The California-Kepler Survey
The California-Kepler Survery (CKS) is a project to measure precise properties of planets and thier host stars discovered by NASA’s Kepler Mission. There are 1305 CKS spectra of “Kepler Objects of Interest” (KOIs) hosting 2025 planet candidates. The CKS project was initiated by Andrew Howard, Geoff Marcy, John Johnson, Tim Morton, and Howard Isaacson. Spectra were obtained from 2011 to 2015. The core goal of CKS was to obtain a high-resolution spectrum with HIRES at the W. M. Keck Observatory of all KOIs with Kp (Kepler magnitude) < 14.2. Fainter stars were appended for a variety of reasons.
The overlapping CKS stellar samples are:
- Magnitude-limited (Kp < 14.2; Nstar = 960, Nplanet = 1385)
- Multi-planet hosts (Nstar = 484, Nplanet = 1254)
- Ultra-short period hosts (P < 1 day; Nstar = 127, Nplanet = 127)
- Habitable Zone hosts (Nstar = 71, Nplanet = 71)
- Other (Nstar = 38, Nplanet = 38)
The CKS dataset is described in two papers
CKS-I: “The California-Kepler Survey. I. High Resolution Spectroscopy of 1305 Stars Hosting Kepler Transiting Planets” (Petigura, Howard, Marcy, Johnson, Isaacson, et al. 2017; Astronomical Journal, 154, 107)
CKS-II: “The California-Kepler Survey. II. Precise Physical Properties of 2025 Kepler Planets and Their Host Stars” (Johnson, Petigura, Fulton, Marcy, Howard, et al. 2017; Astronomical Journal, 154, 108)
Other Papers Using CKS Data by the CKS Team
CKS-III: “The California-Kepler Survey. III. A Gap in the Radius Distribution of Small Planets” (Fulton, Petigura, Howard, Isaacson, Marcy, et al. 2017; Astronomical Journal, 154, 109)
CKS-IV: “The California-Kepler Survey. IV. Metal-rich Stars Host a Greater Diversity of Planets” (Petigura, Marcy, Winn, Weiss, Fulton et al. 2018; Astronomical Journal, 155, 2)
CKS-V: “The California-Kepler Survey V. Peas in a Pod: Planets in a Kepler Multi-planet System are Similar in Size and Regularly Spaced” (Weiss, Marcy, Petigura, Fulton, Howard, et al. 2017; Astronomical Journal, 155, 48)
CKS-VI: “The California-Kepler Survey. VI: Kepler Multis and Singles Have Similar Planet and Stellar Properties Indicating a Common Origin” (Weiss, Isaacson, Marcy, Howard, Petigura, et al. 2018; Astronomical Journal, 156, 254)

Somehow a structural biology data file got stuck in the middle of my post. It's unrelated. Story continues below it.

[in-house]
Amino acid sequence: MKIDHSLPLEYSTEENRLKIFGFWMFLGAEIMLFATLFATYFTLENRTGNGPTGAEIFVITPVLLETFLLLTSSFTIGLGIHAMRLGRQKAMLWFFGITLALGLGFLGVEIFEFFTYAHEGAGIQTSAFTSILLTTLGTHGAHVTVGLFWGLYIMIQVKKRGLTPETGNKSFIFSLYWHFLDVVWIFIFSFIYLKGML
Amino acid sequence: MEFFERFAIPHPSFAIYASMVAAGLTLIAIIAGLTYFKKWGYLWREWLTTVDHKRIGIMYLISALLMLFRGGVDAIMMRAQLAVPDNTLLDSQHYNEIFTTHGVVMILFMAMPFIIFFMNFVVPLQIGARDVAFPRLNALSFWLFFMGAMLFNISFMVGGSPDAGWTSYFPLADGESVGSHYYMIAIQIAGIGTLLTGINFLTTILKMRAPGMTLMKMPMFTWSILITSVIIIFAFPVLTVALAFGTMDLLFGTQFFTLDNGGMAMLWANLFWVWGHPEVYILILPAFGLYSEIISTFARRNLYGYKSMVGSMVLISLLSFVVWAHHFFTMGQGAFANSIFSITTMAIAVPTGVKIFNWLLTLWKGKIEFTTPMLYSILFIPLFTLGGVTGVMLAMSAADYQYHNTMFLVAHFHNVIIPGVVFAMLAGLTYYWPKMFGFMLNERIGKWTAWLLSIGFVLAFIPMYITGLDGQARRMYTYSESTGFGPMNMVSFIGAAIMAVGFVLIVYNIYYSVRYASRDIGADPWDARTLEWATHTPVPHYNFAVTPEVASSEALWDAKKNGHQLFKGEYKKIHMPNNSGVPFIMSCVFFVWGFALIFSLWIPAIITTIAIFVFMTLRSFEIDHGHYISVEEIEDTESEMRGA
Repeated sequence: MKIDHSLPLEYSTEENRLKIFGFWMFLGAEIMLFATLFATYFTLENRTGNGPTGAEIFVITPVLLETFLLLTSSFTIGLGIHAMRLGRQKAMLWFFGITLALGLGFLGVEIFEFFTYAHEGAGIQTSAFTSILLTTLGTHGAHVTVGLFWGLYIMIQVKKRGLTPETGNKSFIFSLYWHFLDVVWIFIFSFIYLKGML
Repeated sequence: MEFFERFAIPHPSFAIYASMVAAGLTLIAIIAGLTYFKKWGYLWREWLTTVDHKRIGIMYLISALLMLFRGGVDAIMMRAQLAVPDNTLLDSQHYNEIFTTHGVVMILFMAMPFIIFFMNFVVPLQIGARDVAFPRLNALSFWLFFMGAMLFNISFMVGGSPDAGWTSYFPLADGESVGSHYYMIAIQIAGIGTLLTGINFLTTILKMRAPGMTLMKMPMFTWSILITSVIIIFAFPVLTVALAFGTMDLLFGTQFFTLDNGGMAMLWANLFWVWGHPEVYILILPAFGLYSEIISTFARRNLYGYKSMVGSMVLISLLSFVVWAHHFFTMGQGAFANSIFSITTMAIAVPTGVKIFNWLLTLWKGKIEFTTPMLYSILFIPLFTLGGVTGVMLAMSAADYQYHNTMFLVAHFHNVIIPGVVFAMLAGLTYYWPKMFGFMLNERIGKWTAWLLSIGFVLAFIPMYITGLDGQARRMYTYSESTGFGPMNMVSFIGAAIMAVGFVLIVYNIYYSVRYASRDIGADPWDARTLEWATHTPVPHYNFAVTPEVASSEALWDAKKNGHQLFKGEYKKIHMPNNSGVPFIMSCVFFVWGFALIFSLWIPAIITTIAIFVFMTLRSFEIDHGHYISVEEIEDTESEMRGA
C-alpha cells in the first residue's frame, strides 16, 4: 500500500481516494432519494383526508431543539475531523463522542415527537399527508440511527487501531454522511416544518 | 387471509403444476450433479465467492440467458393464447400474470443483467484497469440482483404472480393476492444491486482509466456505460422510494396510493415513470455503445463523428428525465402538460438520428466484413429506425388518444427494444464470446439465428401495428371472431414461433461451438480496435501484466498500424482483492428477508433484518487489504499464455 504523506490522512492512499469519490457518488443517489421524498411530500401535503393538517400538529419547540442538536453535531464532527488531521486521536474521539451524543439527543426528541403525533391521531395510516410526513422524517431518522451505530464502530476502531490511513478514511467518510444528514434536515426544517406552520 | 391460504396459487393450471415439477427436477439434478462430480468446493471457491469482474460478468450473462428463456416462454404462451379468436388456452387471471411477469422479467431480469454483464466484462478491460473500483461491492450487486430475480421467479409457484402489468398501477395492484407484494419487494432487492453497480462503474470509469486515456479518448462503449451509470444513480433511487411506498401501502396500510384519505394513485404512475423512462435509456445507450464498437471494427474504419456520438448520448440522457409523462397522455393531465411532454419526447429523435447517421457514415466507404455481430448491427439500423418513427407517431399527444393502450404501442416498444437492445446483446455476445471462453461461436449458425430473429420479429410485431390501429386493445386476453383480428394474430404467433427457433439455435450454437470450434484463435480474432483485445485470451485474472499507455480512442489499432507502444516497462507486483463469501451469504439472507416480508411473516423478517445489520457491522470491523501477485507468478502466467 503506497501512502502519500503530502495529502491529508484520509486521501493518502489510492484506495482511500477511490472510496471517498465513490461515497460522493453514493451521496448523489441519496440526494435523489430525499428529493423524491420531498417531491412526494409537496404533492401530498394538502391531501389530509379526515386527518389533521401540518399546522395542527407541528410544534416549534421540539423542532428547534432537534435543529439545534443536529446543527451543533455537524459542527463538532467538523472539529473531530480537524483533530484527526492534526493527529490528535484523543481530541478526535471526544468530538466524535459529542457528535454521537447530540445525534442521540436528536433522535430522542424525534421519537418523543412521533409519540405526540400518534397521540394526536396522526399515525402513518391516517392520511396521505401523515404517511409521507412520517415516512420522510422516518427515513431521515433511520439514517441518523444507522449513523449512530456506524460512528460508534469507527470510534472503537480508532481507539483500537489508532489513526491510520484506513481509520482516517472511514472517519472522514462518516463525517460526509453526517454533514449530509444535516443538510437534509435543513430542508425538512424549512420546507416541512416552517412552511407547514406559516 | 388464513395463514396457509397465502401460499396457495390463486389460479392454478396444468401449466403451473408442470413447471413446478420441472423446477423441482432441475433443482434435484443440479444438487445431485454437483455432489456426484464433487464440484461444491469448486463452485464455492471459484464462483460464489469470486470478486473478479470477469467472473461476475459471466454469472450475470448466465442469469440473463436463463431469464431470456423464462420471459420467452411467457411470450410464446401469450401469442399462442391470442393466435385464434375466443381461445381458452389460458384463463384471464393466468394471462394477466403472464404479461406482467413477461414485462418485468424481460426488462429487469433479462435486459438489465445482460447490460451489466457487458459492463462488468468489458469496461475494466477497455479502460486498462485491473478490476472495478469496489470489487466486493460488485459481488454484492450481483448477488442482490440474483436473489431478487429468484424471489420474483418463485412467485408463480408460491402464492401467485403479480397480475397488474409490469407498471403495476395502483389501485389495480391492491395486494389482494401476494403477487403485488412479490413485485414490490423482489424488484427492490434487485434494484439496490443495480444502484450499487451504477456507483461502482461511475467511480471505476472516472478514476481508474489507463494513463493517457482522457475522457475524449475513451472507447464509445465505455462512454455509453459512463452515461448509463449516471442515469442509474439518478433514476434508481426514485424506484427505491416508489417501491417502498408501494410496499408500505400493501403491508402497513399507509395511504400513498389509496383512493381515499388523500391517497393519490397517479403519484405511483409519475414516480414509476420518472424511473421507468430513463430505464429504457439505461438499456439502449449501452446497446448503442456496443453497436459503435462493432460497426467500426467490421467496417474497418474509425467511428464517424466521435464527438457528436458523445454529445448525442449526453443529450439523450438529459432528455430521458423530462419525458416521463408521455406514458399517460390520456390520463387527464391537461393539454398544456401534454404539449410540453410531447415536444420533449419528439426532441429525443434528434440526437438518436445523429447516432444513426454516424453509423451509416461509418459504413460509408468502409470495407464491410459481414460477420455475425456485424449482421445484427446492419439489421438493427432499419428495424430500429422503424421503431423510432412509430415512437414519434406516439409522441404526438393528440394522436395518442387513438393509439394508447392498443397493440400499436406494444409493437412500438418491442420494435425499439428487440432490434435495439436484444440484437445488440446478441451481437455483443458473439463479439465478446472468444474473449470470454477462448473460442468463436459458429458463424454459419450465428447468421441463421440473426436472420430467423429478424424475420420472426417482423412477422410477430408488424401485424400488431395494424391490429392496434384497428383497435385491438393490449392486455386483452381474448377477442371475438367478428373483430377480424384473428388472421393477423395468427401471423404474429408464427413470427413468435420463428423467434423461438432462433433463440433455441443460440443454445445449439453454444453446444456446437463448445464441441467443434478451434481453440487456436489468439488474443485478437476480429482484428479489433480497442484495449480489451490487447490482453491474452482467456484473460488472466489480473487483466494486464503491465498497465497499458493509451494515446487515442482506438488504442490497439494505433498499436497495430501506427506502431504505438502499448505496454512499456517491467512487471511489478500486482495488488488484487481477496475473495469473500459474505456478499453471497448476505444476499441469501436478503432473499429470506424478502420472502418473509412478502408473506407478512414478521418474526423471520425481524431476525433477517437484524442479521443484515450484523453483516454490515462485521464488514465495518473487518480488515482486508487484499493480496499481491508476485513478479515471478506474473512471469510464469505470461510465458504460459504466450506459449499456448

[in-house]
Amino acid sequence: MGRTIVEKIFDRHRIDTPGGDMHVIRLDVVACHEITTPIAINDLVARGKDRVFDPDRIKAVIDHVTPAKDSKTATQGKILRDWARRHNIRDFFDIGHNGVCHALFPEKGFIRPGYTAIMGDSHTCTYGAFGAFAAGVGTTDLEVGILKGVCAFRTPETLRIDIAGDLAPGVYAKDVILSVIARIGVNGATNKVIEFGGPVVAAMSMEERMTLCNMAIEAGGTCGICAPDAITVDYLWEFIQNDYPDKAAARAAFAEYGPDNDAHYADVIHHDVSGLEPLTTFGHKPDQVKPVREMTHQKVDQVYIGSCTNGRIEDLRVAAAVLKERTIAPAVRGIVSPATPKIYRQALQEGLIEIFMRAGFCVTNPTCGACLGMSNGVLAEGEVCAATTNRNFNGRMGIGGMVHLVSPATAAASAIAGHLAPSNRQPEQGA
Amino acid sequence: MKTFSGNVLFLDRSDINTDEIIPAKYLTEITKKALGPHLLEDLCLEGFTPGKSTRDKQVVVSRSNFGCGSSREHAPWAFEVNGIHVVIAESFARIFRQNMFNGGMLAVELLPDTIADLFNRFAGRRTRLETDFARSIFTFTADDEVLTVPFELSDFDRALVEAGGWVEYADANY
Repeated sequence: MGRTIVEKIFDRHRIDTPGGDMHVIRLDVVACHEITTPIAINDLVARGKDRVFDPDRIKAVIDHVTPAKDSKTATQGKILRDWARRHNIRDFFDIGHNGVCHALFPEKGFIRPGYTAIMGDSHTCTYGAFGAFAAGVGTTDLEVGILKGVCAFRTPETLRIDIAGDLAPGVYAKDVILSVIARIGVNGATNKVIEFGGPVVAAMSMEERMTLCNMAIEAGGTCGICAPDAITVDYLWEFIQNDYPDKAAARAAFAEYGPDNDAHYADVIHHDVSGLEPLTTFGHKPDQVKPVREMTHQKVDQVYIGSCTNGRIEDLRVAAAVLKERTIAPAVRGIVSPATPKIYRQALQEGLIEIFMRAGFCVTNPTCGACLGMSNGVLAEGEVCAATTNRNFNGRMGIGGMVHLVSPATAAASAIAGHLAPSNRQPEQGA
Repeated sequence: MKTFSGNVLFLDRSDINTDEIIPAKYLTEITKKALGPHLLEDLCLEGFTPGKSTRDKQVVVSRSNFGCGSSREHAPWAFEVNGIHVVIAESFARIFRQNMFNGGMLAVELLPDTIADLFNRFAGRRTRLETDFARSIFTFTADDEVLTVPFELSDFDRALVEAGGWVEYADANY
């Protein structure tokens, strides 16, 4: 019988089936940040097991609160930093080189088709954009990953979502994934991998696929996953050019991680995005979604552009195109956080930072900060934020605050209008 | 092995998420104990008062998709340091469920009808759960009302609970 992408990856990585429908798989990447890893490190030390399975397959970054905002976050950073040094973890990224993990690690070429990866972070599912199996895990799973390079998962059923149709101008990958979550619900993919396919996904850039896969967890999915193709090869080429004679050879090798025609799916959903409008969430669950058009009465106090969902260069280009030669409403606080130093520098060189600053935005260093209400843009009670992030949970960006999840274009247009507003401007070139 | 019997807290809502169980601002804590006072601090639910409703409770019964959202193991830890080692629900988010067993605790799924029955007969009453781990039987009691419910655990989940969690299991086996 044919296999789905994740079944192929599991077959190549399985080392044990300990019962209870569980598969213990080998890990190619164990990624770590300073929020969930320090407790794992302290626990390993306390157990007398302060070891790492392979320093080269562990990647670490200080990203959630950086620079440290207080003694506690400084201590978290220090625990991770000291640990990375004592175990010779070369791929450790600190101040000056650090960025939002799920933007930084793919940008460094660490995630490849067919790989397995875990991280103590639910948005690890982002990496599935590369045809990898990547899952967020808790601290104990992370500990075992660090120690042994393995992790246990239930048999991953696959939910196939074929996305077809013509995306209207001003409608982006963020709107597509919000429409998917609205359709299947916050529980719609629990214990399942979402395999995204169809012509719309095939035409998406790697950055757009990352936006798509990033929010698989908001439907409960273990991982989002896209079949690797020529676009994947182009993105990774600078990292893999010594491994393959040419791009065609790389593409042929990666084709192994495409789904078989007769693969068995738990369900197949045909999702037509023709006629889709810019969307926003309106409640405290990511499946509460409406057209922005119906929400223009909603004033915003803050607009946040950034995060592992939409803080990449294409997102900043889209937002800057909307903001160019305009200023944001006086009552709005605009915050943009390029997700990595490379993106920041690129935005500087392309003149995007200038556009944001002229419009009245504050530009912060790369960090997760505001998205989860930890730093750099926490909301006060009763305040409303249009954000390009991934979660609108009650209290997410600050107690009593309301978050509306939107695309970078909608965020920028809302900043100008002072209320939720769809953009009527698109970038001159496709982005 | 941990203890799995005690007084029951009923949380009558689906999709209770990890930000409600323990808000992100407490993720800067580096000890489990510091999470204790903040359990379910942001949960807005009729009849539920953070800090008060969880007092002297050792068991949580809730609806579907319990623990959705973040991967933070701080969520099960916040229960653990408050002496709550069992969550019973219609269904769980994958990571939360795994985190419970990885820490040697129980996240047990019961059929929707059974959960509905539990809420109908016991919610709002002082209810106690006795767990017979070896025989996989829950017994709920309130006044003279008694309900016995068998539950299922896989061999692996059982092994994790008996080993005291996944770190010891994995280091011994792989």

CKS-VII: “The California Kepler Survey VII. Precise Planet Radii Leveraging Gaia DR2 Reveal the Stellar Mass Dependence of the Planet Radius Gap” (Fulton & Petigura 2018; Astronomical Journal, 156, 264)
CKS-VIII: “CKS VIII: Eccentricities of Kepler Planets and Tentative Evidence of a High Metallicity Preference for Small Eccentric Planets” (Mills, Howard, Petigura, Fulton, Isaacson, et al. 2019; Astromical Journal, accepted)
“Absence of a metallicity effect for ultra-short-period planets” (Winn, Sanchis-Ojeda, Rogers, Petigura, Howard, et al. 2017; Astronomical Journal, 154, 60)
“Constraints on Obliquities of Kepler Planet-Hosting Stars” (Winn, Petigura, Morton, Weiss, Dai, et al. 2017; Astronomical Journal, 154, 6)
“Identifying Young Kepler Planet Host Stars from Keck-HIRES Spectra of Lithium” (Berger, Howard, & Boesgaard 2018; Astrophysical Journal, 855, 115)
CKS Contributors (alphabetical)
Phillip A. Cargile, Ian J. M. Crossfield, Benjamin J. Fulton, Leslie Hebb, Lea A. Hirsch, Andrew W. Howard, Howard Isaacson, John Asher Johnson, Geoffrey W. Marcy, Timothy D. Morton, Erik A. Petigura, Leslie A. Rogers, Evan Sinukoff, Lauren M. Weiss, Joshua N. Winn
Parameters are available via
See CKS-I for a detailed description of the CKS spectra from Keck-HIRES. Spectra are available via
Naming convention for individual spectra is
cks-k00001_bj122.742.fits - <k00001> = KOI-1 - <b> = Blue chip - <j122.742> = Unique CPS spectrum identifier
Each Keck/HIRES spectrum consists of three individual files. Each file is prefixed with an letter indicating the HIRES chip. Each chip covers the following range of wavelengths:
- ‘i’ (6540-8000 Ang)
- ‘r’ (4975-6420 Ang)
- ‘b’ (3640-4800 Ang)
The CKS spectral analysis uses only the central (‘r’) spectrum.
Within each .fits file, there are three extensions of equal dimemsions:
- The first extension is the spectrum itself, in echelle format. The values are flux, in arbitray units. The blaze function has been removed from each spectral order.
- The second extension gives the fractional error per pixel.
- The third extension holds the rest frame wavelength solution, which is accurate to ~1 HIRES pixel or ~1.2 km/s or ~0.02 angstroms.
Read in spectrum in IDL
IDL> flux = readfits('cks-K00001_rj122.742.fits',hd) Read the fractional error: IDL> flux_err =readfits('cks-K00001_rj122.742.fits',exten=1,hd) Read the pixel by pixel wavelength solution (error = +/- 1 pixel) IDL> wav = readfits('cks-K00001_rj122.742.fits.fits',exten=2,hd)
Read in spectrum in Python
>>> from astropy.io import fits >>> hdulist = fits.open('cks-K00001_rj122.742.fits') >>> hdulist.info() Filename: cks-K00001_rj122.742.fits No. Name Type Cards Dimensions Format 0 PRIMARY PrimaryHDU 722 (4021, 16) float32 1 ImageHDU 7 (4021, 16) float32 2 ImageHDU 7 (4021, 16) float64 Isolate the spectrum, fractional error and wavelength solution >>> flux = hdulist.data >>> flux_err = hdulist.data >>> wav = hdulist.data
Registering HIRES spectra
The CKS spectra are defined with respect to the rest frame of HIRES. For precision spectroscopy, it is more convenient to register (shift) spectra onto the rest frame of the star, i.e. H-alpha at 6563 angstroms. The open source code Empirical-SpecMatch, developed by Yee, Petigura, and von Braun (2017) contains a module to facilitate the registration of HIRES spectra. For example, shifting registering KOI-7 (systemic RV = −60.8 km/s).
$ smemp shift -p cks-k00007_rj74.509.fits -o output/ # -p produces pretty output plots # -o specifies output directory